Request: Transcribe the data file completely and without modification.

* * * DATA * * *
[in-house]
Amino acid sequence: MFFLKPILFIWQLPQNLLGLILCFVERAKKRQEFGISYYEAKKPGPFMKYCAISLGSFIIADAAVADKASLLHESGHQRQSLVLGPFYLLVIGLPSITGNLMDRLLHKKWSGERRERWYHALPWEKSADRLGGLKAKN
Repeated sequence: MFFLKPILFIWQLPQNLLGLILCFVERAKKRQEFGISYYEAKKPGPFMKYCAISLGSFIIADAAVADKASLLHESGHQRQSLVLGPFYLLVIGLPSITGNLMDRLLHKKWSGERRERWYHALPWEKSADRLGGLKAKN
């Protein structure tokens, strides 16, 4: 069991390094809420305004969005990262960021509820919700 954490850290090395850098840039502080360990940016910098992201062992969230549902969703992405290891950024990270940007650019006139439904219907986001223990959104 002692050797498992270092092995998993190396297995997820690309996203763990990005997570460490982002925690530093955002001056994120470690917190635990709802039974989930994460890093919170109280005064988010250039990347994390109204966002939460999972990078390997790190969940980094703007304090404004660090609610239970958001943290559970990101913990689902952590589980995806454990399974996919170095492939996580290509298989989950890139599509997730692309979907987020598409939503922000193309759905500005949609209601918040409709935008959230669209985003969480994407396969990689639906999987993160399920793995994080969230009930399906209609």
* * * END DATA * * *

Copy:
[in-house]
Amino acid sequence: MFFLKPILFIWQLPQNLLGLILCFVERAKKRQEFGISYYEAKKPGPFMKYCAISLGSFIIADAAVADKASLLHESGHQRQSLVLGPFYLLVIGLPSITGNLMDRLLHKKWSGERRERWYHALPWEKSADRLGGLKAKN
Repeated sequence: MFFLKPILFIWQLPQNLLGLILCFVERAKKRQEFGISYYEAKKPGPFMKYCAISLGSFIIADAAVADKASLLHESGHQRQSLVLGPFYLLVIGLPSITGNLMDRLLHKKWSGERRERWYHALPWEKSADRLGGLKAKN
């Protein structure tokens, strides 16, 4: 069991390094809420305004969005990262960021509820919700 954490850290090395850098840039502080360990940016910098992201062992969230549902969703992405290891950024990270940007650019006139439904219907986001223990959104 002692050797498992270092092995998993190396297995997820690309996203763990990005997570460490982002925690530093955002001056994120470690917190635990709802039974989930994460890093919170109280005064988010250039990347994390109204966002939460999972990078390997790190969940980094703007304090404004660090609610239970958001943290559970990101913990689902952590589980995806454990399974996919170095492939996580290509298989989950890139599509997730692309979907987020598409939503922000193309759905500005949609209601918040409709935008959230669209985003969480994407396969990689639906999987993160399920793995994080969230009930399906209609």